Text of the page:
The Ninth Circuit has ruled in favor of Unicolors, Inc., finding that the company has a valid copyright registration despite a mistake in the registration.
Earlier this year, in a case called Unicolors Inc. v. H&M Hennes & Mauritz LP, the Supreme Court found that lack of either factual or legal knowledge can excuse inaccuracies in copyright registrations under Section 411(b)(1)(A) of the Copyright Act. You can read my blog post on that opinion here.
As a quick reminder of the facts, Unicolors sued and won its copyright infringement case against H&M, but H&M requested a judgment as a matter of law because Unicolors copyright registration was inaccurate. H&M argued that Unicolors had wrongly tried to register 31 separate works in a single application, violating the “single unit of publication” rule. As such, the registration was invalid and Unicolors could not bring a copyright lawsuit. The Supreme Court disagreed, and found that legal mistakes can excuse inaccuracies, and remanded the case back to the Ninth Circuit.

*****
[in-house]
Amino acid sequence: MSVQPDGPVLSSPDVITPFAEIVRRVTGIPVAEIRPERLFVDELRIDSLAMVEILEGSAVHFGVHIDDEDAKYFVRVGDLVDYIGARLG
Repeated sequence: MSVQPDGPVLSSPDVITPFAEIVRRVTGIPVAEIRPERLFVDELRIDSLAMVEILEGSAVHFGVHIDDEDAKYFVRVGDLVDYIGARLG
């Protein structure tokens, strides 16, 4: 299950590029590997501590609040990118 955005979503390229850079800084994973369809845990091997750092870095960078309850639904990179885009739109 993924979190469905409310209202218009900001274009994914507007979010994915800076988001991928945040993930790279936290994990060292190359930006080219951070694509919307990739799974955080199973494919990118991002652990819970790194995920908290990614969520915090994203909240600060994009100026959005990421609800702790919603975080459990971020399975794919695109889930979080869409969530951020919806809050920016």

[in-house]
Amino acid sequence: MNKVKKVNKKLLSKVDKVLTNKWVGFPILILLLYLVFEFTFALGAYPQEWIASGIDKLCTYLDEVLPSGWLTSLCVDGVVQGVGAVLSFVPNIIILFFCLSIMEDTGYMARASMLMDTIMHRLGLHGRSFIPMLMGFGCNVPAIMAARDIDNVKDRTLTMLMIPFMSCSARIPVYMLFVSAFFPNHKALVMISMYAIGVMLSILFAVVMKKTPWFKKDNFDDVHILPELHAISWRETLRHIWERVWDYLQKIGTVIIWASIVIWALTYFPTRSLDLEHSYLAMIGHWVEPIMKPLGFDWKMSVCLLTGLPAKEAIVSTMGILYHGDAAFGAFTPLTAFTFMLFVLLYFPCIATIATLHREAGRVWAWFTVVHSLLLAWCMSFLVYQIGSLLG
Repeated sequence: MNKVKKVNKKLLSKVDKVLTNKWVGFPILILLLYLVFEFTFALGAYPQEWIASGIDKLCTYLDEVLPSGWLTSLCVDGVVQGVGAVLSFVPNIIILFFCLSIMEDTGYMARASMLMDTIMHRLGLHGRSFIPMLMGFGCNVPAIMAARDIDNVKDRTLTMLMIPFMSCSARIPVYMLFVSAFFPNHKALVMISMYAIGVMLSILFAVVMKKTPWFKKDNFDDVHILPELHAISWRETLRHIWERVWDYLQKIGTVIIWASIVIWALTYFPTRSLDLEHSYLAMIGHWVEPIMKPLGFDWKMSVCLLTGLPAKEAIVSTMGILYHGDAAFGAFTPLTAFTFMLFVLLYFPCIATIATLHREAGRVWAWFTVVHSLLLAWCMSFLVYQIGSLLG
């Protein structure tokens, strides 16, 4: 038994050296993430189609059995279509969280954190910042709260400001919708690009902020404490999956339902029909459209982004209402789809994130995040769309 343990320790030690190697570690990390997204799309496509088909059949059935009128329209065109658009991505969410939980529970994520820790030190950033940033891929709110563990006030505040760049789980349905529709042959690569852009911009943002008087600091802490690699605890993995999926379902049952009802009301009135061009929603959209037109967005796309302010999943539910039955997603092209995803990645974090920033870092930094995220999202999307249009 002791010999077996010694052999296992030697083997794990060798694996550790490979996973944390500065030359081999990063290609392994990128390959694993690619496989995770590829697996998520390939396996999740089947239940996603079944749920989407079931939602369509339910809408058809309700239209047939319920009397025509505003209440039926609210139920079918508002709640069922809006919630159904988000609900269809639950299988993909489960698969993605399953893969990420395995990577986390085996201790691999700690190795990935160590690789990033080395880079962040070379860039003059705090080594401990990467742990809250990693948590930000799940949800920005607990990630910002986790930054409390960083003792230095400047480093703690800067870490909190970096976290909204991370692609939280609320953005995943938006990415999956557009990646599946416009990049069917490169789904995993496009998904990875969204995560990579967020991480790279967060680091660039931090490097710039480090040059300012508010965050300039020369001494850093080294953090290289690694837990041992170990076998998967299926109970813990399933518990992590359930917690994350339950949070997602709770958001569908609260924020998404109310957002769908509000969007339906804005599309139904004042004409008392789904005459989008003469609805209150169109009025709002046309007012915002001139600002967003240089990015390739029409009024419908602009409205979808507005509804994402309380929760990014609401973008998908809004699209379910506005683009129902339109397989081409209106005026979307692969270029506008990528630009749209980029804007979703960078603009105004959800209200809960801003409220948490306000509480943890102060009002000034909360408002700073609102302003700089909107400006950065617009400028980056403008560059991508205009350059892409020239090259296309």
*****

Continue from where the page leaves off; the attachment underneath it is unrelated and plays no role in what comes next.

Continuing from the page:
On November 10, 2022, the Ninth Circuit issued its opinion, finding that Unicolors' copyright registration was indeed inaccurate, but because Unicolors lacked knowledge of the inaccuracy, the registration was valid. The court stated: “Given that our prior holding was new binding precedent and that the [single registration] issue was truly unsettled at the time . . . we can draw a sensible inference that Unicolors did not know that its '400 Registration application would run afoul of the single unit requirement.” In other words, Unicolors made an excusable legal mistake.
Of course this is not permission to submit inaccurate registrations. Copyright holders should always seek to get it right the first time to avoid costly litigation or denial of their registrations.
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